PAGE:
TheGospelMagazine. 535 THE PORTRAIT. THEREV. THOMASCONNELLAN.* FOR twelve years the name of the Rev. T. Connellan has been well known in Dublin as a staunch upholder of Protestant truth. His romantic escape from a boat on Lough Ree, when he was supposed to have been drowned, attracted great attention at the time, and had the unlooked-for result of procuring some remarkable obituary notices in the Roscommon Messenger and other papers. The Town Board, Borough Court, and Board of Guardians all adjourned, as a mark of respect to his memory, while the Vicar-General of the diocese wrote a most sympathetic letter to his father. It was therefore impossible, after such public testimony in his favour, for anyone to attack his character. At the present time, "Father" Connellan occupies a position in Dublin somewhat similar to that of the ex-Abbe Bourrier in Paris. He edits a paper called The Catholic, which has a considerable circulation, and is the author of Hear the Other Side, and other pamphlets, which have had a wide circulation. The headquarters of his mission is at 51B, Dawson Street, Dublin, where meetings are held twice in the week, and, with the assistance of his brother, Mr. Joseph Connellan, he is carrying on a remarkable work for the evangelization of Ireland. Mr. Connellan's story is as follows :- In my thirteenth year I was taken from my happy home in the west of Ireland, and given in charge to a religious brotherhood in a neighbouring town. I well remember the drizzling October day when, in company with my father and an elder brother, I made the dreary journey. Hitherto I had enjoyed all the sweets of home life; had angled for trout in the winding river beside my father's residence; had tramped the neighbouring moors in search of wild ducks' nests, or made summer peregrinations for bilberries to the adjacent mountain. It was a happy life, but alas! all too brief. The wise ones of the neighbourhood had marked me out for the priesthood. My relatives became elated at the thought. I was destined to shed renown upon my name and family. I was to return one day a full-blown ecclesiastic, to read Mass and preach in the village chapel, before whose altar I worshipped as a boy, and a charter of respectability should ever after be in possession of my family. So my good father harnessed his horse to the family side-car, and took me to the nearest classical school, conducted, as I have stated, by a religious brotherhood. • "ROADS FROM ROME" is the title of a deeply interesting and informing book, compiled by the Rev. C. S. ISAACSON. M.A., and published by the Religious Tract Society, the design of whioh is to show the real inwardness of the Churoh of Rome, on the testimony of many eminent persons who have left that oorrupt Communion. The volume oontains a series of narratives, written by converts to Protestantism, and among them is the sketoh of his experienoes given by the Rev. THOMASCONNELLAN. Editor of " The Oatholic "-a staunoh advooate of the prinoiples of the Protestant Reformation. This sketch we reproduoe, in hope that its perusal may further the ciroula.tion of " ROADS FROM ROME," whioh, it should be added, is published at 2/6.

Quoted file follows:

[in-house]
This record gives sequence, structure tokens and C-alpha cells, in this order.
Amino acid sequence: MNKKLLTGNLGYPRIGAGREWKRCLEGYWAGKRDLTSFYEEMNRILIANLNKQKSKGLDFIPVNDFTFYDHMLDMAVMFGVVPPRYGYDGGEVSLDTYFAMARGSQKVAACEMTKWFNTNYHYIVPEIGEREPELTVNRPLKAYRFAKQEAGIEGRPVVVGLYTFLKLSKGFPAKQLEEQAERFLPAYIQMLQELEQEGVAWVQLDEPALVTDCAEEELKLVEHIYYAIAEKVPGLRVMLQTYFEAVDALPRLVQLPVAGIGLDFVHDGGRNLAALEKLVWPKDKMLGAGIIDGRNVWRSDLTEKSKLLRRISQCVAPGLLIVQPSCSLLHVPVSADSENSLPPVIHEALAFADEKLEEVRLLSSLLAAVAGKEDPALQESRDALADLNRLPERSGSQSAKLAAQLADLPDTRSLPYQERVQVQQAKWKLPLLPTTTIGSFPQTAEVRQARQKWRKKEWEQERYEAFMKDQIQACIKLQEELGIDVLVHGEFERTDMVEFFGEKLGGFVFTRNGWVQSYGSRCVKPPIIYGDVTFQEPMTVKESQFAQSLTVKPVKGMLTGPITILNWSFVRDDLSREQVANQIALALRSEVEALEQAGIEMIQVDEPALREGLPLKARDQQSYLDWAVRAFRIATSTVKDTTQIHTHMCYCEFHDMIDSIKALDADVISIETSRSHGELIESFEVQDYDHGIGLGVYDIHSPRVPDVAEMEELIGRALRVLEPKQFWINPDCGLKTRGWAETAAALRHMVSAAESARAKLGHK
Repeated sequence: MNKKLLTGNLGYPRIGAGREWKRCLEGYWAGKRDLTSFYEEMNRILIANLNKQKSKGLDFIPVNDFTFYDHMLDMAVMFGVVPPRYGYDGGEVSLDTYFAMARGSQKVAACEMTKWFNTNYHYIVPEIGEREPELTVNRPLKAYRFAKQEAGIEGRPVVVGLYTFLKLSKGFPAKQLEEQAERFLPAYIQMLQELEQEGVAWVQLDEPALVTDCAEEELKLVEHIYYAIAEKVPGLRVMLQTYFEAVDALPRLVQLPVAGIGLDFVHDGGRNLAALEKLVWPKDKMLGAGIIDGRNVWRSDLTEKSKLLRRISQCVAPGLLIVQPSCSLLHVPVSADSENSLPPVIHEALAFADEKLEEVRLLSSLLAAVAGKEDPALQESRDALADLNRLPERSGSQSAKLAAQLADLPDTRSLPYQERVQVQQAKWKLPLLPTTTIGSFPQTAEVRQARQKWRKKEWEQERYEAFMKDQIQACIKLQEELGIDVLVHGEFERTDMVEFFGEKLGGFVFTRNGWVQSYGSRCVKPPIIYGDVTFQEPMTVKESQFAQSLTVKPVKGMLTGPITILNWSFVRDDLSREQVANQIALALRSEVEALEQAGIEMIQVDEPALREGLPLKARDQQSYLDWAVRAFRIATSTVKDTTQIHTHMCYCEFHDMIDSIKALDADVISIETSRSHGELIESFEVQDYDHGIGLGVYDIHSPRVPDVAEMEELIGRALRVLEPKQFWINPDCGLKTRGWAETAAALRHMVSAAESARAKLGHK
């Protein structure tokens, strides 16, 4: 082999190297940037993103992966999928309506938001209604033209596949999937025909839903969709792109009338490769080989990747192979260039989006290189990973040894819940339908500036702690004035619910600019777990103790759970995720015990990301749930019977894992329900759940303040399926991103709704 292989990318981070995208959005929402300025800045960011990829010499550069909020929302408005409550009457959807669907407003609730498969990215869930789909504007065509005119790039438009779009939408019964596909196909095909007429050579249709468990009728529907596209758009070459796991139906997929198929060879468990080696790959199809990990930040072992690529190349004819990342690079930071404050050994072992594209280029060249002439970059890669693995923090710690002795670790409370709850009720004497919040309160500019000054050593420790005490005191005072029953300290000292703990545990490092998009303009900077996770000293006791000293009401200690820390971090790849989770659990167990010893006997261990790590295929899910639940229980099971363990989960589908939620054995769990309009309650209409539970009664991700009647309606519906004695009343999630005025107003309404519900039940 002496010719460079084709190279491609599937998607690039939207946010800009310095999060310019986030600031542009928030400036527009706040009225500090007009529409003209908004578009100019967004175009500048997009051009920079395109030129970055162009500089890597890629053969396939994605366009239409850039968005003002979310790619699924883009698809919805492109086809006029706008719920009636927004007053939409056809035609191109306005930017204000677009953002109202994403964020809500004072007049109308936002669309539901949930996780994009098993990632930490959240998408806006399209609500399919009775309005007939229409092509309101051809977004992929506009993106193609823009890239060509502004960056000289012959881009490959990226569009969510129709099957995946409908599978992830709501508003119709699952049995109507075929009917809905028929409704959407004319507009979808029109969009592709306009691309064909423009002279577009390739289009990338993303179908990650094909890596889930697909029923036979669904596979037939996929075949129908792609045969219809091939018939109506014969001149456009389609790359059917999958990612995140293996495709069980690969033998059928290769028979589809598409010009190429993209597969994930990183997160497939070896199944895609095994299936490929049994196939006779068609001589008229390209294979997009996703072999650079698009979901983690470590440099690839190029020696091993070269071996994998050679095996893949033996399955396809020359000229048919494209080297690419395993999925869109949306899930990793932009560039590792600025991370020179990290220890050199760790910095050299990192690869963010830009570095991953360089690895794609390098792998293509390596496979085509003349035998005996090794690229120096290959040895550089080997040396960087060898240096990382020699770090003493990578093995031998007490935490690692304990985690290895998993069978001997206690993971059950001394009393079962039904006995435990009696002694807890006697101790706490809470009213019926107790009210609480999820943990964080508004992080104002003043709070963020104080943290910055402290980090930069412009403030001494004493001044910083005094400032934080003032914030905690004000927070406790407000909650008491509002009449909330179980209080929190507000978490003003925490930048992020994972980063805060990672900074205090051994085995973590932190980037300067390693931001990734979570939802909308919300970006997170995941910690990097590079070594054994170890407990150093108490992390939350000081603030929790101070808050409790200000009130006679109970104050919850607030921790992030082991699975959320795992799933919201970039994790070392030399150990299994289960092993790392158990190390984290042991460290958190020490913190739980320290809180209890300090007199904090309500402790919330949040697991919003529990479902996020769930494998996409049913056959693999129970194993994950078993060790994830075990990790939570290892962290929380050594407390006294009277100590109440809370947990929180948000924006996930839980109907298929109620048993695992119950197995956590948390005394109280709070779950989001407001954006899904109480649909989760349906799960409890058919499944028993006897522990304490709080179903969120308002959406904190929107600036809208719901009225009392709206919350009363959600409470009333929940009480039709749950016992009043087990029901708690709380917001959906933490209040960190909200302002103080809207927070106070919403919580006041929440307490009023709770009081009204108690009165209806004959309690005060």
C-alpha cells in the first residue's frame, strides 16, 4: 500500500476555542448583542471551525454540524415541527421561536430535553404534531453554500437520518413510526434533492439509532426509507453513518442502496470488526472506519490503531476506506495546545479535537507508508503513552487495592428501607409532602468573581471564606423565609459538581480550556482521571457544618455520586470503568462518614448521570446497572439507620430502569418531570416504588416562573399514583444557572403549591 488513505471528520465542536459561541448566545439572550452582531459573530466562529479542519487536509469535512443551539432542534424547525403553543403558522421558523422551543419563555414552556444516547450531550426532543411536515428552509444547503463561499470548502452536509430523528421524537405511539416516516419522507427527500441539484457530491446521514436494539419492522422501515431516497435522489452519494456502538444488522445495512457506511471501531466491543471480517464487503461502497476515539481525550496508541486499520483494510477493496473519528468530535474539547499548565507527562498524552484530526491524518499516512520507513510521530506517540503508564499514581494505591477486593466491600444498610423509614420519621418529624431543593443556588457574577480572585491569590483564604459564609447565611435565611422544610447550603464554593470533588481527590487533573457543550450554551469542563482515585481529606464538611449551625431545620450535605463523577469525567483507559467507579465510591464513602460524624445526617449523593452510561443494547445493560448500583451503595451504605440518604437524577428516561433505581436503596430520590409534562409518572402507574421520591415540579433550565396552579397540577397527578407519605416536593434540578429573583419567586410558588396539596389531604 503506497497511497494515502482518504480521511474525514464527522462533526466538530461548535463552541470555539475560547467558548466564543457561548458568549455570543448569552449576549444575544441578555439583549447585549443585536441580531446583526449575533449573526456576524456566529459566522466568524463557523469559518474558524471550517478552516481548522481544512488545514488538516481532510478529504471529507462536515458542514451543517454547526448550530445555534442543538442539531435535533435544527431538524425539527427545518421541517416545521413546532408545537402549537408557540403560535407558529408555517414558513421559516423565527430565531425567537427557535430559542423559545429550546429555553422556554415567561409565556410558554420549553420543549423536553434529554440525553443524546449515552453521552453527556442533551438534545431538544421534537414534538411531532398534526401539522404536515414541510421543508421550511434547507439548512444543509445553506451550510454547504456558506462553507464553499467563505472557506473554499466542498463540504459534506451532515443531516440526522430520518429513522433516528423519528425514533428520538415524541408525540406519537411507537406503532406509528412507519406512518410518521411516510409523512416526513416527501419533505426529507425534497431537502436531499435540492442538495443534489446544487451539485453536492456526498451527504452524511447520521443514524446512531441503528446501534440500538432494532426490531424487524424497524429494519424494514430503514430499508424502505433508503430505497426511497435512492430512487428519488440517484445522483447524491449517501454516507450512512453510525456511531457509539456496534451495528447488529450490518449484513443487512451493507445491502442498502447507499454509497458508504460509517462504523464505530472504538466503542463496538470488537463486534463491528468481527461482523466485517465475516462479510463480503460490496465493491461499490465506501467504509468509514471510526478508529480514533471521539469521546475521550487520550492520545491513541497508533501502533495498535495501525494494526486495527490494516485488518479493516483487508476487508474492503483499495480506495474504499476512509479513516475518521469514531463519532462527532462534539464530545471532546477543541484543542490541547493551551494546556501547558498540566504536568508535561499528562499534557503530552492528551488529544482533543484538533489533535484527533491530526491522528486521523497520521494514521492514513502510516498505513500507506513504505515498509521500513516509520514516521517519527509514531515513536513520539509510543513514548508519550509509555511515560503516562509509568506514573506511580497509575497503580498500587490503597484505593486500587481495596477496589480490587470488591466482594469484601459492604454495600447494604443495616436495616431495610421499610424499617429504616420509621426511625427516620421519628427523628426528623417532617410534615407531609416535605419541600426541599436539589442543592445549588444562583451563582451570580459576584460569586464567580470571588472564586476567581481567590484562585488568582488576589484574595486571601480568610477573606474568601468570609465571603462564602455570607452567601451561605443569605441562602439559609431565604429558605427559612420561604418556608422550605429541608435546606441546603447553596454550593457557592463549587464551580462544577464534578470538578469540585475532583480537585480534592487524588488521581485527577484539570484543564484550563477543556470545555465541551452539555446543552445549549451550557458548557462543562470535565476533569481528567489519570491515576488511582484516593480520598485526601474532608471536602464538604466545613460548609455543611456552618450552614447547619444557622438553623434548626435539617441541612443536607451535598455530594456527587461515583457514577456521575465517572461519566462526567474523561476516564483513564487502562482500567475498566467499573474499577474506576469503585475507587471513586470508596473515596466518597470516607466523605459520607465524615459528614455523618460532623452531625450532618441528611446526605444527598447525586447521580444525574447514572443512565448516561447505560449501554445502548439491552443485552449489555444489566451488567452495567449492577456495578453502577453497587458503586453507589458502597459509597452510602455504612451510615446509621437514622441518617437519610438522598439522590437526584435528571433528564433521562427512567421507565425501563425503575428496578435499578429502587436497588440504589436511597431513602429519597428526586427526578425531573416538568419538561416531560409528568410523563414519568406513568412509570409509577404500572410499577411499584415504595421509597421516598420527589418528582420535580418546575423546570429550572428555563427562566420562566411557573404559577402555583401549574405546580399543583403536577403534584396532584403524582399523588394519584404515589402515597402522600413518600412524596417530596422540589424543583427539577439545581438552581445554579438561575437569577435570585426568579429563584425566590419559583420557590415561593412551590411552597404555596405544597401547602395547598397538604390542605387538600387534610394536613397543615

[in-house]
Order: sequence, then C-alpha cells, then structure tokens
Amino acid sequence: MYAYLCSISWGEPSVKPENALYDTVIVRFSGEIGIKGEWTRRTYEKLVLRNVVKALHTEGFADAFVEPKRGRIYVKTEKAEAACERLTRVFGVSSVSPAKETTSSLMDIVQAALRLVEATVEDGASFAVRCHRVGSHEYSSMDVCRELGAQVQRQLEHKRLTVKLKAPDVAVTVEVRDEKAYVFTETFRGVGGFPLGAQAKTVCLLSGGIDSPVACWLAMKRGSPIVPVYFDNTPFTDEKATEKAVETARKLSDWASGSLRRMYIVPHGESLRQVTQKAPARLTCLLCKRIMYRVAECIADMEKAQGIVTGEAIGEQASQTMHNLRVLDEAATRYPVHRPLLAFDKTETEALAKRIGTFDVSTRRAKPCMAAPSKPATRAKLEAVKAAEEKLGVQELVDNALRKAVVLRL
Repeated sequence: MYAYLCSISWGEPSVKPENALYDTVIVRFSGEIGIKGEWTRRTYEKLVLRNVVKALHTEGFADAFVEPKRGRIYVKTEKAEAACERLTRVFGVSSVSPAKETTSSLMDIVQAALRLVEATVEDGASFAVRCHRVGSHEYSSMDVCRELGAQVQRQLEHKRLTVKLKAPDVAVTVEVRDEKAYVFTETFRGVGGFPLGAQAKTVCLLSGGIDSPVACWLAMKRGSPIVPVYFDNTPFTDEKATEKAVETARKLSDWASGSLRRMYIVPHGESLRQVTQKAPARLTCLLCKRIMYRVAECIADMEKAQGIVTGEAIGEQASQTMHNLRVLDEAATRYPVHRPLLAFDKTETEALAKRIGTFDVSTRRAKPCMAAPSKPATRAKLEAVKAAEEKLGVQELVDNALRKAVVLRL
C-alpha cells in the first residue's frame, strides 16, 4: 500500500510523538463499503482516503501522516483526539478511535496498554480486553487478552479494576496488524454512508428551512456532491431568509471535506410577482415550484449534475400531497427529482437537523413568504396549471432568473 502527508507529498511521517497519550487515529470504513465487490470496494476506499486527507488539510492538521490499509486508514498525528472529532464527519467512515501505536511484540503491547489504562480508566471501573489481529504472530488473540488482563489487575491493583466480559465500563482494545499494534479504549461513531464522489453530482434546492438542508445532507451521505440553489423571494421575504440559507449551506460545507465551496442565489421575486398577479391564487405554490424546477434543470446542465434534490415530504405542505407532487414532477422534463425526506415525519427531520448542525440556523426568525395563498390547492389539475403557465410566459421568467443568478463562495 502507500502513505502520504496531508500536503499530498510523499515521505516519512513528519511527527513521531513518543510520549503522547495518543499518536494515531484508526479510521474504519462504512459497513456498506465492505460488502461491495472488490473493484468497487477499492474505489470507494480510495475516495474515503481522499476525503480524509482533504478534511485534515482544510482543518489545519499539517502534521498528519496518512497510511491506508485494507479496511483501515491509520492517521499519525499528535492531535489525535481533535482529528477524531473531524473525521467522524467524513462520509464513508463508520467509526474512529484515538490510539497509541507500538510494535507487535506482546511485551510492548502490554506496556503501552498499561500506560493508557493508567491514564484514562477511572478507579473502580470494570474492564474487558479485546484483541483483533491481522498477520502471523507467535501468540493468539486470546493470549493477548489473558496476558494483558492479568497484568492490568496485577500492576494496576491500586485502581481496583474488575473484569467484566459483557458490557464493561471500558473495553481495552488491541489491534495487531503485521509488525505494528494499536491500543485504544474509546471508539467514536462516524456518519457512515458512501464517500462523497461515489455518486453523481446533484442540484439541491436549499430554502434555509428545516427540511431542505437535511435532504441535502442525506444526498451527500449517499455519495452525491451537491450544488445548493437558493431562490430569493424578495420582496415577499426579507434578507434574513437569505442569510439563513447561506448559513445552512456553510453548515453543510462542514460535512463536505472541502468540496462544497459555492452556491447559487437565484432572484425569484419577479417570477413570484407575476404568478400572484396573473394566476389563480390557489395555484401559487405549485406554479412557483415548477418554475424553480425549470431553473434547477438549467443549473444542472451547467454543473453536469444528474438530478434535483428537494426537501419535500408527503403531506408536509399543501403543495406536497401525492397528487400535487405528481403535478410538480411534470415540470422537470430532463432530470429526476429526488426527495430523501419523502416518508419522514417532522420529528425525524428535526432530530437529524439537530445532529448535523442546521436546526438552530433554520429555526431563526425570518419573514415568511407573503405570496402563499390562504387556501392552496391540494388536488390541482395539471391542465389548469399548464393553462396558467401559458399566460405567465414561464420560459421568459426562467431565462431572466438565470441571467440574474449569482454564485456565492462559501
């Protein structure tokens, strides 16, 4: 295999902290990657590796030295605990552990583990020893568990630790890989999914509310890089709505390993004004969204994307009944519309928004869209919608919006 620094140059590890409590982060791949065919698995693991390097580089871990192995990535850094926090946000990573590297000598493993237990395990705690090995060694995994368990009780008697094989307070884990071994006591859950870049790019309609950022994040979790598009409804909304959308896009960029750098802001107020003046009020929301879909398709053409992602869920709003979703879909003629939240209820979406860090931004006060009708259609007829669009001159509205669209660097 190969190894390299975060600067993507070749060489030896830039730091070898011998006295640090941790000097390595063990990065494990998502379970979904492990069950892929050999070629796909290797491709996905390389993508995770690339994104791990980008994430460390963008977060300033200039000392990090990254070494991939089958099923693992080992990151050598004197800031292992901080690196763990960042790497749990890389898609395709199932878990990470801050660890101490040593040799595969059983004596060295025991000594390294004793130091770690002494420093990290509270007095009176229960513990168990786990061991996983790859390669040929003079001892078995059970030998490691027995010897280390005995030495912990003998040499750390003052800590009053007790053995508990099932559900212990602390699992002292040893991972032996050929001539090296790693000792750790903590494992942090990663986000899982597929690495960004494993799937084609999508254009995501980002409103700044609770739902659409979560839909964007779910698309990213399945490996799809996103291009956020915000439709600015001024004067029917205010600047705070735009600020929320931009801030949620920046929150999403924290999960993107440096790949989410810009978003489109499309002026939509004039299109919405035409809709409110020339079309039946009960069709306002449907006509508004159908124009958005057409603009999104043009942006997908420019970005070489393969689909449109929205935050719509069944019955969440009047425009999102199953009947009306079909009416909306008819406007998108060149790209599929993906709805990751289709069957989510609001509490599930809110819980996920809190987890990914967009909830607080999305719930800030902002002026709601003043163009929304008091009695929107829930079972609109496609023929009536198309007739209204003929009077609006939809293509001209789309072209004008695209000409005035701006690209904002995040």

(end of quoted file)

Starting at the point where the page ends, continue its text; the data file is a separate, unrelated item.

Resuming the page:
536 The Gospc.t M agaz~ne. These men made the usual vows of chastity, poverty, and obedience. They had come from France, and devoted their lives chiefly to the education of poor children. They had a higher school, presided over by a secular priest (they were not allowed to take Orders themselves), and here began my classical training. No life could possibly have been more distasteful to me. Hitherto I had led a kind of Bohemian existence, smarting occasionally under the rod, but, nevertheless, tasting all the sweets of freedom: now I was cooped up from morning till night, poring over books until head and eyes ached, or trying to cram into my brain interminable tales of miracles, martyrdoms, and saintly intercessions, daily recited by the good brothers. My lot became intolerable, so much so that I ran away from the seminary, and young as I was, tramped a dreary road of nearly twenty miles home. My reception was anything but cordial. What! disgrace my family in the eyes of the parish! There is a ridiculous feeling among the Irish peasantry, carefully nurtured by the Roman Catholic priesthood, that from the moment a boy takes a Latin grammar in his hand, he is bound at all risks to go forward, until the doors of the sanctuary close behind him. Should the unhappy candidate, placed upon the road to Maynooth without any option of his own, feel that the priest-. hood would not suit his tastes, or that his virtues were not strong enough for a state theoretically so holy, the public is still inexorable. Should he bolt from the path, he is universally set down as a scapegrace, from whom no good is expected, and the sooner he turns his face towards other lands the better for himself. And thus I, a stripling in my thirteenth year, had been already marked out for the sanctuary. If I did not go forward to success, it followed, as a logical sequence, that I was a scamp, an outcast, and my family would be disgraced by my conduct; so I was sent back to my classics and the brothers' pious fables, feeling that what could not be helped must be endured. Three years I passed in this seminary at Sligo. On the whole, they were happy years. This gradually decaying town has a charming situation, with high hills upon three sides, and the sea on the fourth. To me, at least, a run over the hills, or a day upon the dark blue waters of Lough Gill, was compensation for weeks of study. From Sligo I was transferred to the Diocesan College at Athlone, a kind of half-way house on the road to Maynooth. The only recollection I have of this place is, that after the first few weeks I found my spirit so broken, that, like Smike at Dotheboys Hall, I yielded to despair. There was a maximum of study and fresh air combined with a minimum of solid food. The good man who presided over the establishment was not responsible for this. No doubt the students, myself included, believed he was. In this we were mistaken, however, and a little more experience of the diocese satisfied me that the bishop alone was responsible. . The course of education in Summerhill was after the most cherished model of the Roman Church. Even Lingard, Roman Catholic· priest